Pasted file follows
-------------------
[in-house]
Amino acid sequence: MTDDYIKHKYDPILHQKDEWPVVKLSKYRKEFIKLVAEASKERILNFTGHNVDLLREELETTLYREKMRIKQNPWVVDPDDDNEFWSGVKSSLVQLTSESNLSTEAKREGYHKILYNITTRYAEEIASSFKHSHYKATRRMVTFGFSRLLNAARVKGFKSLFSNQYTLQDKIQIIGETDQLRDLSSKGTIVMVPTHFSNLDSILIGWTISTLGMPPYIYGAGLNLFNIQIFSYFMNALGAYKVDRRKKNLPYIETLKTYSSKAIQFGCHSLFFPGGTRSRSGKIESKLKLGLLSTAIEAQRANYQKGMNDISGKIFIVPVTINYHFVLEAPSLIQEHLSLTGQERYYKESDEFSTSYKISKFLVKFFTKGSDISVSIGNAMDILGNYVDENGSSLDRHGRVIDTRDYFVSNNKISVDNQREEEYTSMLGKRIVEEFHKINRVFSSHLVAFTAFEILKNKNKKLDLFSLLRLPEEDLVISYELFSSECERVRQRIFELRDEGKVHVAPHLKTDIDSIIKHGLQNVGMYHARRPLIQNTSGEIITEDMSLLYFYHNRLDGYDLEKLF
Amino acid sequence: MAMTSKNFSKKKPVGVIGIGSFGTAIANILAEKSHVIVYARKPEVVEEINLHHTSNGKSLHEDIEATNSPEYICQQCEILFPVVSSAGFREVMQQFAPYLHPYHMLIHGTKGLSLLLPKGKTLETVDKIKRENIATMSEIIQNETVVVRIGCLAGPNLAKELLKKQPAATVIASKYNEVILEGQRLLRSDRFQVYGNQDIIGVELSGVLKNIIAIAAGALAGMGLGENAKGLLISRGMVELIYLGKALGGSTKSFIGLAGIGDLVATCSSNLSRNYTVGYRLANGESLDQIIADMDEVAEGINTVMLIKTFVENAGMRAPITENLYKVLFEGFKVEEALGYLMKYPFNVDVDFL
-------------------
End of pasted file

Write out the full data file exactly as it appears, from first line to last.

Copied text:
[in-house]
Amino acid sequence: MTDDYIKHKYDPILHQKDEWPVVKLSKYRKEFIKLVAEASKERILNFTGHNVDLLREELETTLYREKMRIKQNPWVVDPDDDNEFWSGVKSSLVQLTSESNLSTEAKREGYHKILYNITTRYAEEIASSFKHSHYKATRRMVTFGFSRLLNAARVKGFKSLFSNQYTLQDKIQIIGETDQLRDLSSKGTIVMVPTHFSNLDSILIGWTISTLGMPPYIYGAGLNLFNIQIFSYFMNALGAYKVDRRKKNLPYIETLKTYSSKAIQFGCHSLFFPGGTRSRSGKIESKLKLGLLSTAIEAQRANYQKGMNDISGKIFIVPVTINYHFVLEAPSLIQEHLSLTGQERYYKESDEFSTSYKISKFLVKFFTKGSDISVSIGNAMDILGNYVDENGSSLDRHGRVIDTRDYFVSNNKISVDNQREEEYTSMLGKRIVEEFHKINRVFSSHLVAFTAFEILKNKNKKLDLFSLLRLPEEDLVISYELFSSECERVRQRIFELRDEGKVHVAPHLKTDIDSIIKHGLQNVGMYHARRPLIQNTSGEIITEDMSLLYFYHNRLDGYDLEKLF
Amino acid sequence: MAMTSKNFSKKKPVGVIGIGSFGTAIANILAEKSHVIVYARKPEVVEEINLHHTSNGKSLHEDIEATNSPEYICQQCEILFPVVSSAGFREVMQQFAPYLHPYHMLIHGTKGLSLLLPKGKTLETVDKIKRENIATMSEIIQNETVVVRIGCLAGPNLAKELLKKQPAATVIASKYNEVILEGQRLLRSDRFQVYGNQDIIGVELSGVLKNIIAIAAGALAGMGLGENAKGLLISRGMVELIYLGKALGGSTKSFIGLAGIGDLVATCSSNLSRNYTVGYRLANGESLDQIIADMDEVAEGINTVMLIKTFVENAGMRAPITENLYKVLFEGFKVEEALGYLMKYPFNVDVDFL